Applicability, Limitations

Major causes of oil or gas spills can be listed in different categories. Generally 3-D scanners can help assess damage caused by corrosion (external and internal) and in cases of mechanical damages. That type of damage is usually the result of natural hazards, excavators or agricultural activities.

All assessment procedures developed to evaluate the pressure boundaries of pressure vessels, boiler components, piping and shell courses of storage tanks with a flaw resulting from single or multiple damages can benefit from 3-D scanners. These tools can help with the assessment of non-pressure-boundary components such as supports.

Even components not designed to original design criteria can be analyzed with a 3-D scanner to identify metal loss that can occur over a specific period of time. Several tools are available to compare scans of the same component at different times. Such procedures can be extremely useful for corrosion management.

The main limitation of all 3-D scanners comes from basic optical rules. These scanners can only digitize the exposed surfaces. This is true for laser-based 3-D scanners and structured-light technologies.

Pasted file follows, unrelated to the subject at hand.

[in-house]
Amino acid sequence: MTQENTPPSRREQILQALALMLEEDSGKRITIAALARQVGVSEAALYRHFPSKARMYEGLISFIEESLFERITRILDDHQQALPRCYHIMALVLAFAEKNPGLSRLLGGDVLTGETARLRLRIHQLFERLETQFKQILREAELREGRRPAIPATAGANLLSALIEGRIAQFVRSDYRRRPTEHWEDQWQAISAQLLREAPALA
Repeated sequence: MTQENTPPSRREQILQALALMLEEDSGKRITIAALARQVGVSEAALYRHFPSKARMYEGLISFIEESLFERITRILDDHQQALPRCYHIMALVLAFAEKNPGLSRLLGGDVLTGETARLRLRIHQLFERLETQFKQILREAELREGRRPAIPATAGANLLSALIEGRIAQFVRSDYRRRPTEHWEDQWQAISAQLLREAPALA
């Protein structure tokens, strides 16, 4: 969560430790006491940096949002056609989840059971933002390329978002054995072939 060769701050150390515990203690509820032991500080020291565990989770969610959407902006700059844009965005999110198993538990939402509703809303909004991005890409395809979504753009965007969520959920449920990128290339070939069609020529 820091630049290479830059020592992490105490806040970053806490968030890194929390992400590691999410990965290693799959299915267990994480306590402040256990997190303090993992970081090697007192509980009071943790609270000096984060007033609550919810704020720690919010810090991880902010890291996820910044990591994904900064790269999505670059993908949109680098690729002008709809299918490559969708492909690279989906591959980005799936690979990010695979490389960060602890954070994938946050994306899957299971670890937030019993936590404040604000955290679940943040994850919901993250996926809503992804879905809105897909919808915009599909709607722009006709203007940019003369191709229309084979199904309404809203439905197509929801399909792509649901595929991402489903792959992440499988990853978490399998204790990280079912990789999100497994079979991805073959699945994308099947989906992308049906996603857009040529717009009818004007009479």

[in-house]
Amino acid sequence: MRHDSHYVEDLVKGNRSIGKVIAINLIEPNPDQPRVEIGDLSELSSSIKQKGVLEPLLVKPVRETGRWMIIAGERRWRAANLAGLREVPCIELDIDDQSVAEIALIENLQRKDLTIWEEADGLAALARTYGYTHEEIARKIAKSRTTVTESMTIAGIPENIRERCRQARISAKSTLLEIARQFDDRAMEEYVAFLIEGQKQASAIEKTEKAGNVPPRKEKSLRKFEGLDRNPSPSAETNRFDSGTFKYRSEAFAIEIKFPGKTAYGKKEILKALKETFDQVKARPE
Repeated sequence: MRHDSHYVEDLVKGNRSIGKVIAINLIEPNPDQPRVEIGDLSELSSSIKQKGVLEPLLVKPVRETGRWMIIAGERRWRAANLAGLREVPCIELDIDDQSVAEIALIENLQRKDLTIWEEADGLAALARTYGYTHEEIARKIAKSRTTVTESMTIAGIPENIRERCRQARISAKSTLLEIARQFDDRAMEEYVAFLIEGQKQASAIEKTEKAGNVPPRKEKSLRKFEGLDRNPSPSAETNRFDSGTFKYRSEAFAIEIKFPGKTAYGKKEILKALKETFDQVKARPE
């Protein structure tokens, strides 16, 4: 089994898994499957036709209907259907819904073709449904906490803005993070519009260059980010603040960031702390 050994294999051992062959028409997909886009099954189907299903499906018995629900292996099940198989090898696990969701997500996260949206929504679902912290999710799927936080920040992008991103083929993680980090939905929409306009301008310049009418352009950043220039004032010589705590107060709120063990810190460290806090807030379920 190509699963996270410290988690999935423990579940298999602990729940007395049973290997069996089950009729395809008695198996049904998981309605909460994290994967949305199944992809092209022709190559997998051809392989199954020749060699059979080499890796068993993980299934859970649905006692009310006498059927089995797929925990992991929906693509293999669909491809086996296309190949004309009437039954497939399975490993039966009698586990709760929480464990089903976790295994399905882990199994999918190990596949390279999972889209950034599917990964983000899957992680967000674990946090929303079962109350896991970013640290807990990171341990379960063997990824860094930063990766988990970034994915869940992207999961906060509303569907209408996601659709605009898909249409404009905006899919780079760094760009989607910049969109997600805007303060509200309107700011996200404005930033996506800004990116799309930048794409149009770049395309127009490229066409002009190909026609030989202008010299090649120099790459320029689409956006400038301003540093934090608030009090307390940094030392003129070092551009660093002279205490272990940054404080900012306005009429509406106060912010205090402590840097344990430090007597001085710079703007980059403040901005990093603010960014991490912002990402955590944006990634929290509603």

What is the Future?

What is for sure is that 3-D assessments won’t go away any time soon. We are at the beginning of a new era. Older, conventional methods will be slowly replaced by new technologies. Now it’s time for 3-D scanners to perform corrosion- and mechanical-damage assessments. Moreover, 3-D scanners will continue to evolve. The scanners that pipeline companies have begun using are not the ones they will use in five years.

Following this technological evolution, there will be a software revolution to support the need for simplicity. Application-oriented software will continue to improve, offering faster, better and more accurate results to pipeline integrity engineers.